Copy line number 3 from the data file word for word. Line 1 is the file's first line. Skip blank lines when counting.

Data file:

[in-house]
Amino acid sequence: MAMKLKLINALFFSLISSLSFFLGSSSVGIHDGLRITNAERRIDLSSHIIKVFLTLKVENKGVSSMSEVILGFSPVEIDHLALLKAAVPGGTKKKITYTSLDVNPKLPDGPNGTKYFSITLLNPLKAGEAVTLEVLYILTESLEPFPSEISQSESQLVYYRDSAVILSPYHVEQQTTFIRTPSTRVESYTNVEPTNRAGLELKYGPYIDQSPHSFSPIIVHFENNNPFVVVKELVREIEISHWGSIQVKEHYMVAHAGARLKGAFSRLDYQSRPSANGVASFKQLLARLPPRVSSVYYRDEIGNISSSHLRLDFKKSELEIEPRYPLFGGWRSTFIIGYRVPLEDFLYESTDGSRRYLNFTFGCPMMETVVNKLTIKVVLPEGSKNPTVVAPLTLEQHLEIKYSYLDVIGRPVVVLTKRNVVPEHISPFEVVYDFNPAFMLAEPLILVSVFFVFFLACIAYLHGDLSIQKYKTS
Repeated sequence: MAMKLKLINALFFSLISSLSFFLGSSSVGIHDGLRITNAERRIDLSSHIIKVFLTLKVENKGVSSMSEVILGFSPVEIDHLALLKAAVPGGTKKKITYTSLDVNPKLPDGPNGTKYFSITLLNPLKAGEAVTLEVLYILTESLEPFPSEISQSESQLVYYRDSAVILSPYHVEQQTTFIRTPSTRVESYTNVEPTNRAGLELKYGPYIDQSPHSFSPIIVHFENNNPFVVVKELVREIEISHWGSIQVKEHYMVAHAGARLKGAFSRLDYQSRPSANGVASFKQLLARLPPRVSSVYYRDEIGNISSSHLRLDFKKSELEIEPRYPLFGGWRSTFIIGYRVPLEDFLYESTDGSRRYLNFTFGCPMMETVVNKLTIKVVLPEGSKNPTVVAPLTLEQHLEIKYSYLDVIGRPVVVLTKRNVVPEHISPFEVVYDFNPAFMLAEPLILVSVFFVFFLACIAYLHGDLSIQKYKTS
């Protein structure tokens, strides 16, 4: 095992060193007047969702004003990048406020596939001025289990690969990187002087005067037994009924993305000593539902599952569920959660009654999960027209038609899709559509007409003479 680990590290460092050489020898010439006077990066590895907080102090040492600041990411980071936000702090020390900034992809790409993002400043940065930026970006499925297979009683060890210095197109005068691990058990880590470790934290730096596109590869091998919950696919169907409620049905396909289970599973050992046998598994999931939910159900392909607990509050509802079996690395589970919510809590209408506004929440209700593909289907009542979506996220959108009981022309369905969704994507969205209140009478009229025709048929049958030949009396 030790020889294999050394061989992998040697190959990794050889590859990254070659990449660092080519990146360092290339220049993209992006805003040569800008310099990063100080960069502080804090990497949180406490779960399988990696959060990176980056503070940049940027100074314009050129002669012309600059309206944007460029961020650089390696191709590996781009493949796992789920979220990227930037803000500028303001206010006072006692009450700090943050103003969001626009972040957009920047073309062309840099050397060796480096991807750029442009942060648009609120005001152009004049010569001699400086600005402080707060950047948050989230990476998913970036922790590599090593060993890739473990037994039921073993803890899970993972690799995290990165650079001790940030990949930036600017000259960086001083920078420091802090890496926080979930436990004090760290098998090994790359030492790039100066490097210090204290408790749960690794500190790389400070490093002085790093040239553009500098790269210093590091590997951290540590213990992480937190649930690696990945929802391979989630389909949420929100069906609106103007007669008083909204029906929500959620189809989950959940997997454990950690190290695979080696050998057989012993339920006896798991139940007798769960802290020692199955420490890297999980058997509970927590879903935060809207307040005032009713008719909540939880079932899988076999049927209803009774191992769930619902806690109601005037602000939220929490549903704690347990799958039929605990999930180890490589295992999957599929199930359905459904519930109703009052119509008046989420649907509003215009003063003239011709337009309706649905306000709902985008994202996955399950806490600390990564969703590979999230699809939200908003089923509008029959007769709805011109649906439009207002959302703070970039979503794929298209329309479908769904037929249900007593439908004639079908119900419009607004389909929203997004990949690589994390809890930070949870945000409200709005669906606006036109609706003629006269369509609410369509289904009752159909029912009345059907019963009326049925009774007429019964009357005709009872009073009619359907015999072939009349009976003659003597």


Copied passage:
Repeated sequence: MAMKLKLINALFFSLISSLSFFLGSSSVGIHDGLRITNAERRIDLSSHIIKVFLTLKVENKGVSSMSEVILGFSPVEIDHLALLKAAVPGGTKKKITYTSLDVNPKLPDGPNGTKYFSITLLNPLKAGEAVTLEVLYILTESLEPFPSEISQSESQLVYYRDSAVILSPYHVEQQTTFIRTPSTRVESYTNVEPTNRAGLELKYGPYIDQSPHSFSPIIVHFENNNPFVVVKELVREIEISHWGSIQVKEHYMVAHAGARLKGAFSRLDYQSRPSANGVASFKQLLARLPPRVSSVYYRDEIGNISSSHLRLDFKKSELEIEPRYPLFGGWRSTFIIGYRVPLEDFLYESTDGSRRYLNFTFGCPMMETVVNKLTIKVVLPEGSKNPTVVAPLTLEQHLEIKYSYLDVIGRPVVVLTKRNVVPEHISPFEVVYDFNPAFMLAEPLILVSVFFVFFLACIAYLHGDLSIQKYKTS